The Outsider Newsletter

The Outsider: Vol 31

Early spring blooms

Woodland spring ephemerals are the reward for enduring another Midwestern winter. In the earliest days of spring, small woodland plants emerge, filling a critical environmental niche. While overstory trees are still dormant, plants such as Dutchmen’s Breeches (Dicentra cucullaria), Bellwort (Uvularia grandiflora), Jack in the Pulpit (Arisaema triphyllum), and Wild Ginger (Asarum canadense) are waking up. Many of these plants will have completed their lifecycle before any leaves emerge overhead.

What are Spring Ephemerals?

Spring ephemerals are a group of perennial plants that are characterized by their short above-ground lifecycle. Tolerant of cool soils, these plants are the first to emerge in the early spring while the woodland canopy has not yet broken dormancy and produced leaves. During these weeks, sunlight is still allowed to reach the forest floor. This early emerging adaptation allows the plants to produce leaves and flowers, become pollinated, and produce seeds to perpetuate the species before heavy shade consumes the forest floor.

Ecological Significance

Although small in physical size, these early emerging plants play a significant role in a functioning ecosystem. In the earliest part of the spring season, as temperatures rise, overwintering insects begin to emerge. Spring ephemeral blooms provide an essential resource of nectar and pollen for these insects. Many of the bee species that rely on spring ephemerals have a specialized preference for these early-blooming flowers and are known as oligolectic bees. Examples include the bee Andrena erythronii that is specialized to Trout Lily (Erythronium albidum) and Spring Beauty has Andreana erigeniae. Specialized bee species have a preference for the pollen of a single plant genus. However, blooms of these plants are visited by additional insects which aid in pollination.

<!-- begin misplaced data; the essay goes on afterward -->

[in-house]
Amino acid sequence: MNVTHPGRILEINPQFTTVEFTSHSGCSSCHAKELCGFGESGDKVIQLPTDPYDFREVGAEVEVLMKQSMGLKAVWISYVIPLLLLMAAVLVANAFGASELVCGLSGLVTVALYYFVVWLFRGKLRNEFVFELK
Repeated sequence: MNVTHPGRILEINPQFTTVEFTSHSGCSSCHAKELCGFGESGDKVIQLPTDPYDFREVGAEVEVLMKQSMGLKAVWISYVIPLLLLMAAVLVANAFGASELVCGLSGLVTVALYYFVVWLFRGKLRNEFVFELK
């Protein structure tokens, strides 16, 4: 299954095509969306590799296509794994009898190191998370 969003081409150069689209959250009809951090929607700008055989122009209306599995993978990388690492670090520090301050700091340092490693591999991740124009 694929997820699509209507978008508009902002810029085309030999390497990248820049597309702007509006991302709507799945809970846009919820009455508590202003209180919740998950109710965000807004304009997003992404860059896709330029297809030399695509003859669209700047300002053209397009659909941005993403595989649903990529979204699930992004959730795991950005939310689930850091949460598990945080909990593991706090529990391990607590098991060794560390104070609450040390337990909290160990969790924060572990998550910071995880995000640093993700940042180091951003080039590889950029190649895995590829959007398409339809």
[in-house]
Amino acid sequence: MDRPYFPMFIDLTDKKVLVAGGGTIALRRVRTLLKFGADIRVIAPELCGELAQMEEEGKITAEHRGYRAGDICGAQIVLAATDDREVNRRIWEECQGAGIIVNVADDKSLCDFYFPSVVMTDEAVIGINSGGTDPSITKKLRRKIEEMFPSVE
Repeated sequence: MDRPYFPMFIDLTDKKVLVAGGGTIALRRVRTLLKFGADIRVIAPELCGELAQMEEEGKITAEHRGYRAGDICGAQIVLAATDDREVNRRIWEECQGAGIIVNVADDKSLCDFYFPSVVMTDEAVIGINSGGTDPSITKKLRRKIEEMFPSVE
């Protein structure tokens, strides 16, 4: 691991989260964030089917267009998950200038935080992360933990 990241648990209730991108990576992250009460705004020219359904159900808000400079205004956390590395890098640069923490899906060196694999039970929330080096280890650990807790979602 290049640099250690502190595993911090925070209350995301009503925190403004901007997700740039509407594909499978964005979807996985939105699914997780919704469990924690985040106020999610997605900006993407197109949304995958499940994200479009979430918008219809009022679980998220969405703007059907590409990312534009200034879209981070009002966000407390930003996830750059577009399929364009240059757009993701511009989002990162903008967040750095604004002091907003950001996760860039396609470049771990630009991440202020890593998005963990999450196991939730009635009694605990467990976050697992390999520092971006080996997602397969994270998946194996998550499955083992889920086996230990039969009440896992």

In addition to having an essential and unique relationship with early emerging insects, spring ephemerals have evolved strategies that employ ants for seed dispersal. This relationship is known as myrmecochory. The seeds of spring ephemerals that rely on ant dispersal are equipped with an appendage known as an elaiosome. These protein and lipid-rich sacks are an attractive food source so ants collect seeds, move them back to their nests, consume the eliaosome, and deposit the seed for germination.

Cohabitating with plants many thousands of times their size, spring ephemerals have shallow root systems that live in the soil profile above the root systems of trees. This allows them to access nutrients and moisture where it is most abundant. It is theorized that in addition to utilizing nutrients early in the spring before competition for those minerals heats up with the temperatures, spring ephemerals help lock up these critical nutrients until the soil-leaching snow melt and spring rains subside. Later in the season, once rain events have slowed, spring ephemerals have completed their seasonal cycle and decompose back into the ecosystem, releasing these nutrients for use by other plants. This theory is known as the vernal dam hypothesis, additional research is needed, but some studies are emerging that support this theory.


Outsider Action: Try these activities to be more of an Outsider

  • Make a plan to go for a woodland walk this spring.
  • Watch this webinar to learn more about Spring Ephemerals.

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Never miss an issue of The Outsider. This monthly horticulture resource to educate and inspire highlights seasonal plants, gardening, planting, or growing tasks, and outside activities you can do. It is written by Emily Swihart, Illinois Extension horticulture educator serving Henry, Mercer, Rock Island and Stark Counties.


The Outsider is a monthly horticulture resource to educate and inspire! It will highlight seasonal plants, gardening, planting, or growing tasks and outside activities you can do. It is written by Emily Swihart, Illinois Extension horticulture educator serving Henry, Mercer, Rock Island and Stark Counties. Don't miss an issue - Sign up for The Outsider to be sent to your email @